Bob Sehlinger, coauthor of The Unofficial Guide to Walt Disney World, in a series of two articles, takes us on a tour of the different theme park rides. In today’s installment he focuses on roller coasters.
If you ever go to a party where guests are discussing Immelmanns, batwings, heartline rolls, dive-loops, rollovers, lift hills, and LIM launchers, don’t mistake the guests for fighter pilots. Incredibly, you will be among the intelligentsia of roller-coaster aficionados.
Coasters are the defining rides in most theme parks. Good roller coasters equal good theme parks—it’s as simple as that. Though non-coaster thrill rides often serve up a wilder ride experience, it’s the coasters that draw us in and fire our imagination. Show us the schoolboy who hasn’t sketched his own fantasy roller coaster while the teacher drones on.
Roller coasters are certainly thrill rides, but their evolution followed a very different path. They sprung from a popular fad in fifteenth-century Russia to replicate the excitement of sledging (i.e., riding a small platform or sleigh over ice and snow). In places where the natural topography was not conducive to sledging, artificial hills were constructed by piling up snow and ice. In the eighteenth century, the sledge courses escaped the grip of winter by the substitution of a wooden trestle for the frozen hill and by mounting wheels on the sledge. You hauled your sledge to the top of the trestle and, as they say, it was all downhill from there.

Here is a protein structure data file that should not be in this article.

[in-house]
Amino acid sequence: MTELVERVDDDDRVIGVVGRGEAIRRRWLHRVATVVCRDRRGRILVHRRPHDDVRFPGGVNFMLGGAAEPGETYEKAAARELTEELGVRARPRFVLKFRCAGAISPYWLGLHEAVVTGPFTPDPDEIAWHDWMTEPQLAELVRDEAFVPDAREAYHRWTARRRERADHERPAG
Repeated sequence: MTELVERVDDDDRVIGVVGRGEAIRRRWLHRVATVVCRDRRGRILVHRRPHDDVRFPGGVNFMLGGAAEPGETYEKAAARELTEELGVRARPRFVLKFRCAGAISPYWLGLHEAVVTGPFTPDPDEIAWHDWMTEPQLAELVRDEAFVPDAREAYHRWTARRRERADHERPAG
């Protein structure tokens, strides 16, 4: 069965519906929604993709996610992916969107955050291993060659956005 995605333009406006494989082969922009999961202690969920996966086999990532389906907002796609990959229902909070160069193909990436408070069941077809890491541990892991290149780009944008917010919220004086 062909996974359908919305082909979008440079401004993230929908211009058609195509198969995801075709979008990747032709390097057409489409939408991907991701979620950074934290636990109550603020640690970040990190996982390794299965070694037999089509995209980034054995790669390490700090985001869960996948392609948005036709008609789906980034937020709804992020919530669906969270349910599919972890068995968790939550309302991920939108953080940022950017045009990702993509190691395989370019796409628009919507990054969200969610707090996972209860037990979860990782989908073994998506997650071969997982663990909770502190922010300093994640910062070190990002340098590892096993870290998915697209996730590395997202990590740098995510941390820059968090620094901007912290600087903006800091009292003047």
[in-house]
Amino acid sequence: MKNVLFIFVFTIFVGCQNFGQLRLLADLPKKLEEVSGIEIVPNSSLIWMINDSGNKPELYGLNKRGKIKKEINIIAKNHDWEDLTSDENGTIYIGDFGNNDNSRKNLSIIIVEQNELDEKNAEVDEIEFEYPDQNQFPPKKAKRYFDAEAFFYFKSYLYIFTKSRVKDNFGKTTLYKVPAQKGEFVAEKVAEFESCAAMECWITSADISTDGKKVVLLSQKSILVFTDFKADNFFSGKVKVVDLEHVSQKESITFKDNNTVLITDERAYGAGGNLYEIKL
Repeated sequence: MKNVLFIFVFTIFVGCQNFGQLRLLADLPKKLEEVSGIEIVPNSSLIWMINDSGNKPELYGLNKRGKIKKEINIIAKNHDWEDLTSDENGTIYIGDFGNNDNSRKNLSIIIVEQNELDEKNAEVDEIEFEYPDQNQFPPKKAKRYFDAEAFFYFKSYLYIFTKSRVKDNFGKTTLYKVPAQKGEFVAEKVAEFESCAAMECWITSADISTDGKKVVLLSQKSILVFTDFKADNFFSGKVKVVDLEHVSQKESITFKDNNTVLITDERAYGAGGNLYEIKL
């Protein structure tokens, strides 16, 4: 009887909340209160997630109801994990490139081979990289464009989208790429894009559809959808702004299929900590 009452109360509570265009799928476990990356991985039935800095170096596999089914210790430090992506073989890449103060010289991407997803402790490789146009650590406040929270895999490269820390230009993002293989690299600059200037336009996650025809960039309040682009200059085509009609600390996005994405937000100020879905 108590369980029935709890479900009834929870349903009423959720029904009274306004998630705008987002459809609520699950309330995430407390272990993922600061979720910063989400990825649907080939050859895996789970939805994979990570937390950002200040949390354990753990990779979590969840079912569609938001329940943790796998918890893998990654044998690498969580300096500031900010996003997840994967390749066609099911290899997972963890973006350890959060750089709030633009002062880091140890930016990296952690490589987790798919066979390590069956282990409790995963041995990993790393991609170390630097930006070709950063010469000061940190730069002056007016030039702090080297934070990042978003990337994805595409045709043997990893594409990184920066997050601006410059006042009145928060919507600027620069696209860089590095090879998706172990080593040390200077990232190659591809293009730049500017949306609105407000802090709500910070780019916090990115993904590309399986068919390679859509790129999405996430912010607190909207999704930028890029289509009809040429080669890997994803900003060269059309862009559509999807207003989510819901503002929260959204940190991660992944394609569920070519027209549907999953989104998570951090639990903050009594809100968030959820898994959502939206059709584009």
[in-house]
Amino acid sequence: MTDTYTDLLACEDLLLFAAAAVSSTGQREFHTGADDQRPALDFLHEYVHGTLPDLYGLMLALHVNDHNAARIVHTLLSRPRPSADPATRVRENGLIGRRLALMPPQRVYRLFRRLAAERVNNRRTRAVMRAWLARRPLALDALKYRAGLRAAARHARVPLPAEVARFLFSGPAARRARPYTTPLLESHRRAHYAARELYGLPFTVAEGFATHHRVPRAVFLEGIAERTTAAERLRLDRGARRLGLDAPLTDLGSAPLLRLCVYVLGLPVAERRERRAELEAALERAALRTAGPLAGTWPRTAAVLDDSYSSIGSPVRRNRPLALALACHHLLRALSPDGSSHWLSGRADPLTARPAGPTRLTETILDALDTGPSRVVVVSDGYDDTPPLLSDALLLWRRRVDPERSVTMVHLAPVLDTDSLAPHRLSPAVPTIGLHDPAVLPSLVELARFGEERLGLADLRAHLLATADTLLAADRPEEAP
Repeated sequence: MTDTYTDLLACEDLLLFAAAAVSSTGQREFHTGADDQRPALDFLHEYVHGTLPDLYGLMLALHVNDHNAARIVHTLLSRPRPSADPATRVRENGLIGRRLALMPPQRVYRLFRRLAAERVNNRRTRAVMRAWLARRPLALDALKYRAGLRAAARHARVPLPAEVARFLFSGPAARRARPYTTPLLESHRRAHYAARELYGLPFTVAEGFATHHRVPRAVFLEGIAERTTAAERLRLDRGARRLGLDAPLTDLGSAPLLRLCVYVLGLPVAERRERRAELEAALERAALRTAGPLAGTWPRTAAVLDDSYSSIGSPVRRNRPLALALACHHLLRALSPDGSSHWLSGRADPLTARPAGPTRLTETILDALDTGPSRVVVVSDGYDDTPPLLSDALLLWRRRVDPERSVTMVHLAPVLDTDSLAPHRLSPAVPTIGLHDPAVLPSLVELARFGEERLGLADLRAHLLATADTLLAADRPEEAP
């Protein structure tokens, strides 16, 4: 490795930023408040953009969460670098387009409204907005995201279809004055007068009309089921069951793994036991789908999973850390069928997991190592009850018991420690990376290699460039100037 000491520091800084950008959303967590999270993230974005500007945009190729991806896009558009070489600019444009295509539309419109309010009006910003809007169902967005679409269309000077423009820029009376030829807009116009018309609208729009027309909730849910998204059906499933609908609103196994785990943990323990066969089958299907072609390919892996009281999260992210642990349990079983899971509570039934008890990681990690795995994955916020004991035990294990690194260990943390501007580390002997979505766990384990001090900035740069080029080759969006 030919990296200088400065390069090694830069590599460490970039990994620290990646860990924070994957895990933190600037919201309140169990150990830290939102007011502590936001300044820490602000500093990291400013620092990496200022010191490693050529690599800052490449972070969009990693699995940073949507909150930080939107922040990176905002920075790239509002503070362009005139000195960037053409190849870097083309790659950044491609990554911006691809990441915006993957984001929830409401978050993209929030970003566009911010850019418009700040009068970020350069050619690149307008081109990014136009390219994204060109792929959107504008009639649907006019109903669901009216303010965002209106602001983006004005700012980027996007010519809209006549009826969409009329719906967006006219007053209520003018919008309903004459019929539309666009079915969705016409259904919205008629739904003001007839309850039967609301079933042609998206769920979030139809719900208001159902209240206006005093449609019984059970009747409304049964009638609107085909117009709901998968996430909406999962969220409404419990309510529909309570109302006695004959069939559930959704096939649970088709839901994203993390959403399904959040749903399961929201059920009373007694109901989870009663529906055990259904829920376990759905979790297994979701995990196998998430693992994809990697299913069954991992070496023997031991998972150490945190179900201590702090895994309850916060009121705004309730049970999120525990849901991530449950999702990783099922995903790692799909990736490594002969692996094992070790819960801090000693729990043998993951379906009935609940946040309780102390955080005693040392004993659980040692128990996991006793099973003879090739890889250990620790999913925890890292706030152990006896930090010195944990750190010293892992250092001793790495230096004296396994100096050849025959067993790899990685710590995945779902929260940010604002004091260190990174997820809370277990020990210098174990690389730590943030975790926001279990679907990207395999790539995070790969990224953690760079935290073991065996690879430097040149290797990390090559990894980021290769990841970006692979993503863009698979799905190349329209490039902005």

Interest in coasters, which western Europeans called “Russian Mountains,” waned after numerous injuries and fatalities. Though a small number of coasters, or “centrifugal railways,” were built in England and France in the 1800s, the genre was largely dormant until revived by LaMarcus Adna Thompson’s Switchback Railway at Coney Island, near New York City, in 1884. Thompson’s coaster, designed on the old Russian Mountain model, featured cars that rolled at 6 mph down a 600-foot undulating track from a starting elevation of 50 feet. In 1884 Charles Alcoke created the first coaster to make a complete circuit. The following year Phillip Hinkle introduced the concept of a “lift hill,” the initial hill on which the train was hauled to the highest elevation of the circuit on a cable and later by a chain-and-ratchet mechanism. The lift hill revolutionized coasters, allowing an expanded layout and the incorporation of an elliptical design into the course of the track.